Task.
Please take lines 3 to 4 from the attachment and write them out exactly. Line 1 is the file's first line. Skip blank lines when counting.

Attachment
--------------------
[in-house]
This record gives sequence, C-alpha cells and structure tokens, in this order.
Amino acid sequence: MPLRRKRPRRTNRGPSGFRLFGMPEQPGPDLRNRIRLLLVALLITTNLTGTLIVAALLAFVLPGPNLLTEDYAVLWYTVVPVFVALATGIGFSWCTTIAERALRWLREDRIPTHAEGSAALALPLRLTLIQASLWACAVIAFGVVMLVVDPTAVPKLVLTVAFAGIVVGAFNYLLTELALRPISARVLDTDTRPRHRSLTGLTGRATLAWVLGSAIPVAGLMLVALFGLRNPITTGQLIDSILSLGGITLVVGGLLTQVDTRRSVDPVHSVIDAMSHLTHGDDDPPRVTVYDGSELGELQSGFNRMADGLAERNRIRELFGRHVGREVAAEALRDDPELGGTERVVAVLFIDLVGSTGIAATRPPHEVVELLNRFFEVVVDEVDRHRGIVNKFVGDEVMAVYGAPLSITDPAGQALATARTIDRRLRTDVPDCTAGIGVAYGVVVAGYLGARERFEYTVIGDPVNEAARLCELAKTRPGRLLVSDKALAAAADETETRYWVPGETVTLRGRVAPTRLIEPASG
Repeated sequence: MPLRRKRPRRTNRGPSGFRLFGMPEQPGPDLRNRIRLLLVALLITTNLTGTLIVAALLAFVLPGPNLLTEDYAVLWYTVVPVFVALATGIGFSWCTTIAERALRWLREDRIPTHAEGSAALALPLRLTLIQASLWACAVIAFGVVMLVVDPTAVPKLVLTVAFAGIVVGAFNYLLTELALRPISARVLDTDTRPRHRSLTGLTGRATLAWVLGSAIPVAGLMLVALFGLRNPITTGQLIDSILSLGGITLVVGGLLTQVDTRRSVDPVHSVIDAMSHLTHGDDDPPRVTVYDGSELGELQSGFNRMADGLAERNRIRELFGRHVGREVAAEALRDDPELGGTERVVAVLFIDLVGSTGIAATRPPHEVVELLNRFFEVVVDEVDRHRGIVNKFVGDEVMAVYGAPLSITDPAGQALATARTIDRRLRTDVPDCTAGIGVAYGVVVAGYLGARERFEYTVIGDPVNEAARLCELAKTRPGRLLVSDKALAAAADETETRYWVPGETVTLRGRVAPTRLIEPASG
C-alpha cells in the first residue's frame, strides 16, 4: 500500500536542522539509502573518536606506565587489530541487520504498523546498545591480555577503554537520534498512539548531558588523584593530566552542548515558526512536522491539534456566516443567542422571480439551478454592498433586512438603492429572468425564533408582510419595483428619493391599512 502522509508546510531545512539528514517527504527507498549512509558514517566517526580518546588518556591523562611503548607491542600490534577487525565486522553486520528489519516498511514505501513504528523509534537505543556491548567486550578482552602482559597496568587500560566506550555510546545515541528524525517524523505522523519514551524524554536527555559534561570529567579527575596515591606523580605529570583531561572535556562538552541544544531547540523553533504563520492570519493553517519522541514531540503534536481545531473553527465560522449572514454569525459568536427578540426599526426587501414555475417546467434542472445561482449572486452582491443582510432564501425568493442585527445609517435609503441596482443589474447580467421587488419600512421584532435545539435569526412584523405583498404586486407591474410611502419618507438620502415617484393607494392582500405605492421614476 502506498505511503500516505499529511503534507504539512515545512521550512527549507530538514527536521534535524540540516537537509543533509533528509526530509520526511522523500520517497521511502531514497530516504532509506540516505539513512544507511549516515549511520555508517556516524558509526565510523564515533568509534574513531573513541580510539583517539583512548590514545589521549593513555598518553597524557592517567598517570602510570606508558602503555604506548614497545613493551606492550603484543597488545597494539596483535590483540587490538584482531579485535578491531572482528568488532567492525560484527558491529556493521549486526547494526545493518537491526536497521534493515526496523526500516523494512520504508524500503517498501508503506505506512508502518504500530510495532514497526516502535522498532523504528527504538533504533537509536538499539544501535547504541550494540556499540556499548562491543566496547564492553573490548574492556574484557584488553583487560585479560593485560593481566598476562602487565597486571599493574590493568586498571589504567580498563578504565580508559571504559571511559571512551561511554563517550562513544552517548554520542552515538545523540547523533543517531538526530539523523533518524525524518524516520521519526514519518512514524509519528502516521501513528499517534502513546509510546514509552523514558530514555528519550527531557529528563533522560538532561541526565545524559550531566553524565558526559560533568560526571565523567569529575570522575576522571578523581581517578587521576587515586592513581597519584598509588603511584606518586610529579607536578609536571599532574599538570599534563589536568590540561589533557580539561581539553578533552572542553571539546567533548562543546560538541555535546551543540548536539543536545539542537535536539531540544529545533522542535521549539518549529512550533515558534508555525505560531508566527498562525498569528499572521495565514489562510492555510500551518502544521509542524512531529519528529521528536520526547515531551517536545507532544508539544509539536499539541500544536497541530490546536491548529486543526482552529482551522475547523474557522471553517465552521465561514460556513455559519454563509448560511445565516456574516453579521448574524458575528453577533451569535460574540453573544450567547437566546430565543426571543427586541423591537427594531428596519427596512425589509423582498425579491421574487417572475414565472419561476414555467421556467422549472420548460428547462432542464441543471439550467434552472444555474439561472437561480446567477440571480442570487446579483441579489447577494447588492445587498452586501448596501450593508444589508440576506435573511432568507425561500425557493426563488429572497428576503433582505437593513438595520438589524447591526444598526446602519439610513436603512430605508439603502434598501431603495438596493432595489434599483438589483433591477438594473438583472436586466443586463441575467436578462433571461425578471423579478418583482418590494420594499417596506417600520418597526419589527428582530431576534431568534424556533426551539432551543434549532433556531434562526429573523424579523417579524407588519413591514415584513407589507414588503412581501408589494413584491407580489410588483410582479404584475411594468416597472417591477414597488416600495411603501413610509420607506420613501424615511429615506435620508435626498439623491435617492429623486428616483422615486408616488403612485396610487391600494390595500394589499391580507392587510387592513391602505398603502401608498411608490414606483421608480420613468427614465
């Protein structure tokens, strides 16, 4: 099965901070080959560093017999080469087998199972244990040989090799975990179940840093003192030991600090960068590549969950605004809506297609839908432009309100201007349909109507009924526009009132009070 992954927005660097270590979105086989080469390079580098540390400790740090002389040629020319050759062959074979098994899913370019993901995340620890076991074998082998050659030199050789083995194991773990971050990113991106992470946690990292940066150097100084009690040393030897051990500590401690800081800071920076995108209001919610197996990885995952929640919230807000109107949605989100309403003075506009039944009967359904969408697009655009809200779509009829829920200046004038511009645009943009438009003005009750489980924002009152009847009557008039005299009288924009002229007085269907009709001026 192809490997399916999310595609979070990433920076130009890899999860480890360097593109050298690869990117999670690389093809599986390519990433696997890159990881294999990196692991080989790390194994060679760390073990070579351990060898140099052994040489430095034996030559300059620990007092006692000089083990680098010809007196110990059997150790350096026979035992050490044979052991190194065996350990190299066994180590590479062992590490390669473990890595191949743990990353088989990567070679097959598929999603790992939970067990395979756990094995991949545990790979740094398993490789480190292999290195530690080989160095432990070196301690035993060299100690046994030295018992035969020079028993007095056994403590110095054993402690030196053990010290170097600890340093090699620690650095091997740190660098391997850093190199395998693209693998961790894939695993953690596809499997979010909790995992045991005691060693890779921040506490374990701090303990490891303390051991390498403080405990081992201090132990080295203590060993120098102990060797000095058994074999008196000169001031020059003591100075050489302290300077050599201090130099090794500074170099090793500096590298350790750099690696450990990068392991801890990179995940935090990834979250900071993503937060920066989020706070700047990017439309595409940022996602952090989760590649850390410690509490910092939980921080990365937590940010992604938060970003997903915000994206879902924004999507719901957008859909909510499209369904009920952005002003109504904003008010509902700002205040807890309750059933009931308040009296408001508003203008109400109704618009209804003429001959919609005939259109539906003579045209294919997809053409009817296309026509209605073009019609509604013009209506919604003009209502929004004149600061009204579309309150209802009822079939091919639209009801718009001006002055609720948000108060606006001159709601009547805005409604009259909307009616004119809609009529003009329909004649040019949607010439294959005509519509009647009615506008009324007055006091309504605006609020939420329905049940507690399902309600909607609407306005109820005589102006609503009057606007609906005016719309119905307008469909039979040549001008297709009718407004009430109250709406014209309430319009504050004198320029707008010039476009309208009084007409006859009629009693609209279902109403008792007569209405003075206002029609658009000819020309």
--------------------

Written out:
Amino acid sequence: MPLRRKRPRRTNRGPSGFRLFGMPEQPGPDLRNRIRLLLVALLITTNLTGTLIVAALLAFVLPGPNLLTEDYAVLWYTVVPVFVALATGIGFSWCTTIAERALRWLREDRIPTHAEGSAALALPLRLTLIQASLWACAVIAFGVVMLVVDPTAVPKLVLTVAFAGIVVGAFNYLLTELALRPISARVLDTDTRPRHRSLTGLTGRATLAWVLGSAIPVAGLMLVALFGLRNPITTGQLIDSILSLGGITLVVGGLLTQVDTRRSVDPVHSVIDAMSHLTHGDDDPPRVTVYDGSELGELQSGFNRMADGLAERNRIRELFGRHVGREVAAEALRDDPELGGTERVVAVLFIDLVGSTGIAATRPPHEVVELLNRFFEVVVDEVDRHRGIVNKFVGDEVMAVYGAPLSITDPAGQALATARTIDRRLRTDVPDCTAGIGVAYGVVVAGYLGARERFEYTVIGDPVNEAARLCELAKTRPGRLLVSDKALAAAADETETRYWVPGETVTLRGRVAPTRLIEPASG
Repeated sequence: MPLRRKRPRRTNRGPSGFRLFGMPEQPGPDLRNRIRLLLVALLITTNLTGTLIVAALLAFVLPGPNLLTEDYAVLWYTVVPVFVALATGIGFSWCTTIAERALRWLREDRIPTHAEGSAALALPLRLTLIQASLWACAVIAFGVVMLVVDPTAVPKLVLTVAFAGIVVGAFNYLLTELALRPISARVLDTDTRPRHRSLTGLTGRATLAWVLGSAIPVAGLMLVALFGLRNPITTGQLIDSILSLGGITLVVGGLLTQVDTRRSVDPVHSVIDAMSHLTHGDDDPPRVTVYDGSELGELQSGFNRMADGLAERNRIRELFGRHVGREVAAEALRDDPELGGTERVVAVLFIDLVGSTGIAATRPPHEVVELLNRFFEVVVDEVDRHRGIVNKFVGDEVMAVYGAPLSITDPAGQALATARTIDRRLRTDVPDCTAGIGVAYGVVVAGYLGARERFEYTVIGDPVNEAARLCELAKTRPGRLLVSDKALAAAADETETRYWVPGETVTLRGRVAPTRLIEPASG